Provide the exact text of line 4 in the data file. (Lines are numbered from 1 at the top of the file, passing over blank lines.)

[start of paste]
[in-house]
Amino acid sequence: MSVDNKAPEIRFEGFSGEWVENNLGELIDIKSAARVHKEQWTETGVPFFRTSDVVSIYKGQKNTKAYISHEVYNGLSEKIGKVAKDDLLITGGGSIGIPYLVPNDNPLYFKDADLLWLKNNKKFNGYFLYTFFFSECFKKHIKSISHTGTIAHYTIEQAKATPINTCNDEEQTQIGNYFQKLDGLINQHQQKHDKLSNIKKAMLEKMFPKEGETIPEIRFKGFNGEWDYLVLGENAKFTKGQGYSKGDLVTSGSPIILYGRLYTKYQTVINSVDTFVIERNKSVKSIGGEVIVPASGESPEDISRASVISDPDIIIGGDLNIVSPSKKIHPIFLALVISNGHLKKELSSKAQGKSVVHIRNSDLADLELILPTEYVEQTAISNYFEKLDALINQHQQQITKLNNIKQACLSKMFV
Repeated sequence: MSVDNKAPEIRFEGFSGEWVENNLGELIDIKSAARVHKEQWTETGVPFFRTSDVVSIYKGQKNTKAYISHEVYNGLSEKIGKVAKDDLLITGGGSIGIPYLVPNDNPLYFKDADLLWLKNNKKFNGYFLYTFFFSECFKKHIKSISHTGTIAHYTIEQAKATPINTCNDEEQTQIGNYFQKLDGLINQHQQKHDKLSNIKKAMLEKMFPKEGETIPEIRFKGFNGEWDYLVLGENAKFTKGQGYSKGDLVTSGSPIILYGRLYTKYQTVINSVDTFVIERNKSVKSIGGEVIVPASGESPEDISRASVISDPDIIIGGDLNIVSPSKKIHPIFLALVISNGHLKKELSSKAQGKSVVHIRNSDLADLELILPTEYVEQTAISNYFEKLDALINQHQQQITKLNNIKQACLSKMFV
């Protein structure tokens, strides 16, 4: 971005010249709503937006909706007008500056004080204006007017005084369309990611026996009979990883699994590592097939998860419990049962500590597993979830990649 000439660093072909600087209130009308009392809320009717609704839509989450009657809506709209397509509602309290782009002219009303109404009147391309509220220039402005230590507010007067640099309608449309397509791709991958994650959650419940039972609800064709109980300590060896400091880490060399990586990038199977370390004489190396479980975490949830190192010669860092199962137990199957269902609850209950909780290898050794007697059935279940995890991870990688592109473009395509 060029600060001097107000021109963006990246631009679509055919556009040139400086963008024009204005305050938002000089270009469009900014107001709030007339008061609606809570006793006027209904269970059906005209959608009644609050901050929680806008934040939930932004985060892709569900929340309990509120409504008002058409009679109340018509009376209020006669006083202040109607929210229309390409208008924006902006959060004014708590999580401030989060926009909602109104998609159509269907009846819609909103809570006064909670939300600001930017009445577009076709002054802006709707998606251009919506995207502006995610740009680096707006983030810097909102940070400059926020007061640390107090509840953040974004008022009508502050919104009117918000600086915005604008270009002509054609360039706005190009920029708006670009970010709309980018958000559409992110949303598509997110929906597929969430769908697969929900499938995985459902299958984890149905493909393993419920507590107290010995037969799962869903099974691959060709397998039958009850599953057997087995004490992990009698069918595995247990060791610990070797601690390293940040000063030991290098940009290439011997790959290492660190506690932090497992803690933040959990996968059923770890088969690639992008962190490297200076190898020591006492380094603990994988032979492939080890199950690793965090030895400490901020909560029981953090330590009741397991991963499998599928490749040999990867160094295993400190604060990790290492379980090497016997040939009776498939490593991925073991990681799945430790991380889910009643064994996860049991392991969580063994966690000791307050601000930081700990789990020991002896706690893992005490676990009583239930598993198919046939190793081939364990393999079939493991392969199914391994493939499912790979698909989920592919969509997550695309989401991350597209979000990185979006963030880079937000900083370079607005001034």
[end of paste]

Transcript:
């Protein structure tokens, strides 16, 4: 971005010249709503937006909706007008500056004080204006007017005084369309990611026996009979990883699994590592097939998860419990049962500590597993979830990649 000439660093072909600087209130009308009392809320009717609704839509989450009657809506709209397509509602309290782009002219009303109404009147391309509220220039402005230590507010007067640099309608449309397509791709991958994650959650419940039972609800064709109980300590060896400091880490060399990586990038199977370390004489190396479980975490949830190192010669860092199962137990199957269902609850209950909780290898050794007697059935279940995890991870990688592109473009395509 060029600060001097107000021109963006990246631009679509055919556009040139400086963008024009204005305050938002000089270009469009900014107001709030007339008061609606809570006793006027209904269970059906005209959608009644609050901050929680806008934040939930932004985060892709569900929340309990509120409504008002058409009679109340018509009376209020006669006083202040109607929210229309390409208008924006902006959060004014708590999580401030989060926009909602109104998609159509269907009846819609909103809570006064909670939300600001930017009445577009076709002054802006709707998606251009919506995207502006995610740009680096707006983030810097909102940070400059926020007061640390107090509840953040974004008022009508502050919104009117918000600086915005604008270009002509054609360039706005190009920029708006670009970010709309980018958000559409992110949303598509997110929906597929969430769908697969929900499938995985459902299958984890149905493909393993419920507590107290010995037969799962869903099974691959060709397998039958009850599953057997087995004490992990009698069918595995247990060791610990070797601690390293940040000063030991290098940009290439011997790959290492660190506690932090497992803690933040959990996968059923770890088969690639992008962190490297200076190898020591006492380094603990994988032979492939080890199950690793965090030895400490901020909560029981953090330590009741397991991963499998599928490749040999990867160094295993400190604060990790290492379980090497016997040939009776498939490593991925073991990681799945430790991380889910009643064994996860049991392991969580063994966690000791307050601000930081700990789990020991002896706690893992005490676990009583239930598993198919046939190793081939364990393999079939493991392969199914391994493939499912790979698909989920592919969509997550695309989401991350597209979000990185979006963030880079937000900083370079607005001034």